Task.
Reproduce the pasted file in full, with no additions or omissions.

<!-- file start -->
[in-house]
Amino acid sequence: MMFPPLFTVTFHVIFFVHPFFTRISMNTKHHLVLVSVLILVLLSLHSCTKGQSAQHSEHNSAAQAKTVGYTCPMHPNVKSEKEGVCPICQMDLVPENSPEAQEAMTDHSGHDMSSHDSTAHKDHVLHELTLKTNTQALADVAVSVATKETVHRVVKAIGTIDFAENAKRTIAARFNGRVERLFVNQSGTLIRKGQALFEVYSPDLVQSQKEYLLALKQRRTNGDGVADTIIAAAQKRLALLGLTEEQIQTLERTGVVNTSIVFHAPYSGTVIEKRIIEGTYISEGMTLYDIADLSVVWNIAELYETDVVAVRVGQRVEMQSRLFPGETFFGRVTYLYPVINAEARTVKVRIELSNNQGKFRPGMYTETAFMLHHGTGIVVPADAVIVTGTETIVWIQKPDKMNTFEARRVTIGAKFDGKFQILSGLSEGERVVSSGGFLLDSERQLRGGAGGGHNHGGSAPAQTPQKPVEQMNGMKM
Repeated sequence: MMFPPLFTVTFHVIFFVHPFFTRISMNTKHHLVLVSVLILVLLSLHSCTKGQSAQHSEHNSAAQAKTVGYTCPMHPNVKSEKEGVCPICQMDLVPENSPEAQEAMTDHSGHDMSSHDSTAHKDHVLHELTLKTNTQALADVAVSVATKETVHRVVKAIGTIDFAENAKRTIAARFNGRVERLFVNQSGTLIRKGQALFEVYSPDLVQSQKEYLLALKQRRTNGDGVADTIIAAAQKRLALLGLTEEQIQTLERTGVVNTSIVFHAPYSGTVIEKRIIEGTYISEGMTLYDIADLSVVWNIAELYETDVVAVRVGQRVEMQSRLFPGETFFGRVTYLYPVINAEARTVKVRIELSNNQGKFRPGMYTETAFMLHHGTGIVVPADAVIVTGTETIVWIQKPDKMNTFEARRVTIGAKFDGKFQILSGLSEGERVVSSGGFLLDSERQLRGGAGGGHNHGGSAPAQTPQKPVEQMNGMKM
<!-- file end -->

[in-house]
Amino acid sequence: MMFPPLFTVTFHVIFFVHPFFTRISMNTKHHLVLVSVLILVLLSLHSCTKGQSAQHSEHNSAAQAKTVGYTCPMHPNVKSEKEGVCPICQMDLVPENSPEAQEAMTDHSGHDMSSHDSTAHKDHVLHELTLKTNTQALADVAVSVATKETVHRVVKAIGTIDFAENAKRTIAARFNGRVERLFVNQSGTLIRKGQALFEVYSPDLVQSQKEYLLALKQRRTNGDGVADTIIAAAQKRLALLGLTEEQIQTLERTGVVNTSIVFHAPYSGTVIEKRIIEGTYISEGMTLYDIADLSVVWNIAELYETDVVAVRVGQRVEMQSRLFPGETFFGRVTYLYPVINAEARTVKVRIELSNNQGKFRPGMYTETAFMLHHGTGIVVPADAVIVTGTETIVWIQKPDKMNTFEARRVTIGAKFDGKFQILSGLSEGERVVSSGGFLLDSERQLRGGAGGGHNHGGSAPAQTPQKPVEQMNGMKM
Repeated sequence: MMFPPLFTVTFHVIFFVHPFFTRISMNTKHHLVLVSVLILVLLSLHSCTKGQSAQHSEHNSAAQAKTVGYTCPMHPNVKSEKEGVCPICQMDLVPENSPEAQEAMTDHSGHDMSSHDSTAHKDHVLHELTLKTNTQALADVAVSVATKETVHRVVKAIGTIDFAENAKRTIAARFNGRVERLFVNQSGTLIRKGQALFEVYSPDLVQSQKEYLLALKQRRTNGDGVADTIIAAAQKRLALLGLTEEQIQTLERTGVVNTSIVFHAPYSGTVIEKRIIEGTYISEGMTLYDIADLSVVWNIAELYETDVVAVRVGQRVEMQSRLFPGETFFGRVTYLYPVINAEARTVKVRIELSNNQGKFRPGMYTETAFMLHHGTGIVVPADAVIVTGTETIVWIQKPDKMNTFEARRVTIGAKFDGKFQILSGLSEGERVVSSGGFLLDSERQLRGGAGGGHNHGGSAPAQTPQKPVEQMNGMKM